Owen Barder is Vice President, Director of CGD Europe and Senior Fellow at the Center for Global Development. He is also a Visiting Professor in Practice at the LSE and a Specialist Adviser to the UK House of Commons International Development Committee. His professional interests are the political economy of development policies and aid, transparency and accountability, innovative finance, public financial management, information, knowledge, technology, new media, Africa, health economics.
From 2007-2011 Owen was based in Addis Ababa, Ethiopia. In this time he was the Director of aidinfo – a programme of Development Initiatives which aims to make information about aid more easily accessible. He was also a Visiting Fellow at the Center for Global Development.
Before that, Owen was a British civil servant in a career spanning more than 20 years. He worked worked at the UK Department for International Development, as Director of International Finance and Development Effectiveness, Director of Communications, Information and Knowledge, and as Head of Africa Policy Department.
Before working on international development, Owen was the Prime Minister’s Economic Affairs Private Secretary, in 10 Downing Street. In this role, he coordinated Government policy and delivery on microeconomic policy, including trade and industry, the knowledge economy, environment, transport, regional policy, education, employment, science, and modernizing government. From 1988 to 1997, Owen was an official at H M Treasury. His roles included being Private Secretary to two successive Chancellors of the Exchequer, coordinating the public spending system, forecasting the world economy, forecasting and analysis of domestic labour markets, and medium term macroeconomic policy analysis.
Owen took various breaks from the civil service to work in the South African Treasury, where he helped to develop a medium term budget process, the Center for Global Development where he helped to develop the Advance Market Commitment for vaccines, and as a Visiting Scholar at the University of California, Berkeley.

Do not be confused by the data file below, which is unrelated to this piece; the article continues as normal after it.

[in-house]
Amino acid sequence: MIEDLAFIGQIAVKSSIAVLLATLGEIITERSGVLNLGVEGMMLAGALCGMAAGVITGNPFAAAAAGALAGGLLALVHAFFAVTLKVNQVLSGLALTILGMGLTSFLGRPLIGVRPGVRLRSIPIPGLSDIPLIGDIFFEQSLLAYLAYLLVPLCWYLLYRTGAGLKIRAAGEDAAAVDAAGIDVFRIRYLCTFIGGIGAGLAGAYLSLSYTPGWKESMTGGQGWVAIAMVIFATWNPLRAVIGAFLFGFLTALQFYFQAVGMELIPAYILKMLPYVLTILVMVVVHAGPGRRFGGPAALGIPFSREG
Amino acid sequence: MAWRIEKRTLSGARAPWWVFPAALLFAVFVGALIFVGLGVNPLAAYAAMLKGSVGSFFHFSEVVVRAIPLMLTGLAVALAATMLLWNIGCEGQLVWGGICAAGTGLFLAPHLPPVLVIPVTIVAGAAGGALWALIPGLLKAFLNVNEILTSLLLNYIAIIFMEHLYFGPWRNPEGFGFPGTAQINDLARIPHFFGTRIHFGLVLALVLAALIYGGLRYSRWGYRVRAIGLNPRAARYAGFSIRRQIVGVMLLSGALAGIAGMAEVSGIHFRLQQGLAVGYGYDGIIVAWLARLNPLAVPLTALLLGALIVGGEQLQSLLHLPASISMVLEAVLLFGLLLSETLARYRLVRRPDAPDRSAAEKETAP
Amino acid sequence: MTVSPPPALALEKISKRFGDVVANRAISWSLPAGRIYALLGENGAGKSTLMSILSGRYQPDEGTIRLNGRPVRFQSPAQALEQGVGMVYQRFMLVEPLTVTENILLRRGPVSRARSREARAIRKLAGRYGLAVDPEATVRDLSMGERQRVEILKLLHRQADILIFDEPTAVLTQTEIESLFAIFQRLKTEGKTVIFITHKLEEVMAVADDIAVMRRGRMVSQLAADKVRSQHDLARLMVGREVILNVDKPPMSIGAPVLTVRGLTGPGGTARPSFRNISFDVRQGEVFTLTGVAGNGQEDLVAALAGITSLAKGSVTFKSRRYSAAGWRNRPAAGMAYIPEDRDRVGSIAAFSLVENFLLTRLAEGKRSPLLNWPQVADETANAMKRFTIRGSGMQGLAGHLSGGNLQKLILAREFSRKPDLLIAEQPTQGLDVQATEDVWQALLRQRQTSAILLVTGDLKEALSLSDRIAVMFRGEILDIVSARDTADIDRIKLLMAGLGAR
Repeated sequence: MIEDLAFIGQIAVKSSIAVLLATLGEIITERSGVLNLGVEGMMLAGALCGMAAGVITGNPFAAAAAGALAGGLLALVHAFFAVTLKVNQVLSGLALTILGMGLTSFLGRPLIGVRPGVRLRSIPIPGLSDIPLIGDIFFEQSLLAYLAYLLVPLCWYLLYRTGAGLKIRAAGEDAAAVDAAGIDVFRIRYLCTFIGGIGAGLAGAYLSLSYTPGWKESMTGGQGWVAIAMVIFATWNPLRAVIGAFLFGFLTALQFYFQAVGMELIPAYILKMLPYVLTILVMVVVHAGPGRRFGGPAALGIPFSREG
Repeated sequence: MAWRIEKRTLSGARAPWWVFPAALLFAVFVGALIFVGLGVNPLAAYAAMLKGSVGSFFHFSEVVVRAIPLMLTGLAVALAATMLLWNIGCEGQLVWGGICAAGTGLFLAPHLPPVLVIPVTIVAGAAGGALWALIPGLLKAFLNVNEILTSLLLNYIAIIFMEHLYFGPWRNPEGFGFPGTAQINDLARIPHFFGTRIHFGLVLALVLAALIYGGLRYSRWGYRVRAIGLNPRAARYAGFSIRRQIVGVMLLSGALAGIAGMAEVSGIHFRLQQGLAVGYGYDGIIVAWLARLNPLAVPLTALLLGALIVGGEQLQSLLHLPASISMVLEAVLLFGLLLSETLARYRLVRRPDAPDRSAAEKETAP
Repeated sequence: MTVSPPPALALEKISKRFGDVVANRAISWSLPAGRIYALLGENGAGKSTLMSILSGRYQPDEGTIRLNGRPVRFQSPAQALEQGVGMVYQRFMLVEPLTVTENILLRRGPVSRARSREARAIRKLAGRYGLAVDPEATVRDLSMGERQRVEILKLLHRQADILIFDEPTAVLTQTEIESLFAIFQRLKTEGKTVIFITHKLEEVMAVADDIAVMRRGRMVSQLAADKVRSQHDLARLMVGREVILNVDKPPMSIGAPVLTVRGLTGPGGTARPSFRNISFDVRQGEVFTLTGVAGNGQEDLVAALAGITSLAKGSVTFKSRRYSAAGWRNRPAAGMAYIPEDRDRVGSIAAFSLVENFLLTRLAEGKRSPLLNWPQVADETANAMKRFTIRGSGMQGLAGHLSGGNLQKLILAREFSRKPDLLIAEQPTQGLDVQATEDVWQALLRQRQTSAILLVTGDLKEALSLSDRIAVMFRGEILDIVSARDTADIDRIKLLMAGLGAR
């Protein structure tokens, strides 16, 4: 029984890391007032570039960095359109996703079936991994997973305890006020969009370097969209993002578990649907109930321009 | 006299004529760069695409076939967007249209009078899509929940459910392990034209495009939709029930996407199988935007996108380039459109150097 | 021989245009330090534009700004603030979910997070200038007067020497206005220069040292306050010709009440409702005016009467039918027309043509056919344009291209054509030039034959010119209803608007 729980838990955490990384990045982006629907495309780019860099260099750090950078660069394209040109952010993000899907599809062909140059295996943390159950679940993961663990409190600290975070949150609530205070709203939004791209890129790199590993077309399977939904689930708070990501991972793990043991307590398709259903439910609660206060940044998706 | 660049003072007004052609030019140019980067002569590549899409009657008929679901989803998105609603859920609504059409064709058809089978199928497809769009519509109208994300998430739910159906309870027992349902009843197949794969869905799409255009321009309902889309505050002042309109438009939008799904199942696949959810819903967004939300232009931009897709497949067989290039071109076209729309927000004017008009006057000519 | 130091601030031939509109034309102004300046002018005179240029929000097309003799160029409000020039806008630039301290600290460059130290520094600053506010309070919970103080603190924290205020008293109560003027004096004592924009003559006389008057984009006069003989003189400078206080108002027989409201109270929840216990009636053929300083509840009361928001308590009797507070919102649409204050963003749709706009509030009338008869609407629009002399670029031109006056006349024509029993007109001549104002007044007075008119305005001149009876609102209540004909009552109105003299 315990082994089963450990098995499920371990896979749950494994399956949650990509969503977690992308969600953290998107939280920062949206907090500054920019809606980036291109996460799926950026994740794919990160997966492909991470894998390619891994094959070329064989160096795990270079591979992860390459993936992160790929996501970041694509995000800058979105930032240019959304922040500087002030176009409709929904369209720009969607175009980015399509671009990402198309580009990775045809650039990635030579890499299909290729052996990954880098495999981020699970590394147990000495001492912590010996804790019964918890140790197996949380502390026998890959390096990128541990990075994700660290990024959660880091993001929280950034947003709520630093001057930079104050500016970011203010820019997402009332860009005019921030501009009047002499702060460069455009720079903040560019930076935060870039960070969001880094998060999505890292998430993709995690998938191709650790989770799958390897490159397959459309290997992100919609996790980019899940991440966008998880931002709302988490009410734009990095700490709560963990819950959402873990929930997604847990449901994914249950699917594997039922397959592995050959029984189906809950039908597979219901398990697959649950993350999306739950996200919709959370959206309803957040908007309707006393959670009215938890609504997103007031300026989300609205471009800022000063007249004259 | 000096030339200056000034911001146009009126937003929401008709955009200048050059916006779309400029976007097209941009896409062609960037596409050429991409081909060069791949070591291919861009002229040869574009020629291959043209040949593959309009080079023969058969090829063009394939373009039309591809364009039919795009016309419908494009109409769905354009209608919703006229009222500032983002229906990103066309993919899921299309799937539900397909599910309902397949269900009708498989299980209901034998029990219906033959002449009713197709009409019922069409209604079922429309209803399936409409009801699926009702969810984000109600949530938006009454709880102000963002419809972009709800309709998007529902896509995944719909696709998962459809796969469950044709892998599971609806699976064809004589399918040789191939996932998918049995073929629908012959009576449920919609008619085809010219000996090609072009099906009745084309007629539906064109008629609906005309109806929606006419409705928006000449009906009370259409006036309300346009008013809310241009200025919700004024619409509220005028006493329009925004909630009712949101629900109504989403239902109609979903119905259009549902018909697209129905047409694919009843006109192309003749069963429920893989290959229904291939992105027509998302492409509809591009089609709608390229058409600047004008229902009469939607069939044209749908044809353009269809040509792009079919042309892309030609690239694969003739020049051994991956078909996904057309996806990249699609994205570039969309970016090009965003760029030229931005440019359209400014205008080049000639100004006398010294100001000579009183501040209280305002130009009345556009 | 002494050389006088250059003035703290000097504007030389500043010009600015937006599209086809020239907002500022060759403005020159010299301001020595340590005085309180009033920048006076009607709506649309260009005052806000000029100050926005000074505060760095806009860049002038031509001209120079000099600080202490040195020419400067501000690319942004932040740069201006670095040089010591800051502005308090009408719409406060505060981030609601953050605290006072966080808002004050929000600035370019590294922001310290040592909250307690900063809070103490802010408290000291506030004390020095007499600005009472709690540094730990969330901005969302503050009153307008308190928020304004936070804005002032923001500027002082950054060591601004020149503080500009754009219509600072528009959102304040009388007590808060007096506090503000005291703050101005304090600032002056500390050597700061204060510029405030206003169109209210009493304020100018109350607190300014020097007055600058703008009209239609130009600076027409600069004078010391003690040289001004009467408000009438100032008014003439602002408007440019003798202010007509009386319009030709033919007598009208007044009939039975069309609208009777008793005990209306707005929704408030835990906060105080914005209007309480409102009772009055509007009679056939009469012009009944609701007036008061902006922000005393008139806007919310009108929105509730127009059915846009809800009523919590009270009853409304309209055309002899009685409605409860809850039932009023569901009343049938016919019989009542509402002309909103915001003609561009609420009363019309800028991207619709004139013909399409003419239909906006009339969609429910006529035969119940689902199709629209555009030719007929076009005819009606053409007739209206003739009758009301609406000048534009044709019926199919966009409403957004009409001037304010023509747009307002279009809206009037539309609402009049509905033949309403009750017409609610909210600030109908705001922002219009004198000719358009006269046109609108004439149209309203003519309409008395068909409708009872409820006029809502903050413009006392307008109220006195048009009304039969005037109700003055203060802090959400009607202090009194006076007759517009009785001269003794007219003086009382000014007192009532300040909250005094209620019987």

In 1993, Owen set up the UK Government’s first website, for H M Treasury.
From 2011 to 2015 he was an Associate at the Institute for Government. From 2009 to 2015, Owen was a member of the Advisory Board of Twaweza, which promotes opportunities for citizens in East Africa to hold government authorities to account. From 2000 to 2004, Owen was a non-executive director of OneWorld, a not-for-profit whose mission is to promote the use of the internet and media for the benefit of the world’s poor.
Owen Jackson · January 8, 2009 at 10:15 am
I do apreciate the work that you are doing.I’M VERY INTERESTED TO WORK WITH YOU,Although now I’m a student at Tumaini University-Iringa-in Tanzania in the course of Community Development [BACD]
Rami · March 10, 2009 at 8:44 am
Hi Owen, on a different note (than the internet issues), we may have to work together while/if I am sent to AA. I am with the French foreign service. I am currently in Pretoria working on domestic political issues. Best.
James · September 26, 2009 at 8:07 pm
I currently volunteer for the governance working group of a non-profit organisation called Advocates for International Development (http://www.a4id.org/) here is a brief description of its work:
A4ID facilitates free legal assistance to civil society, developing country governments, social enterprise and bar associations to help achieve the UN MDGs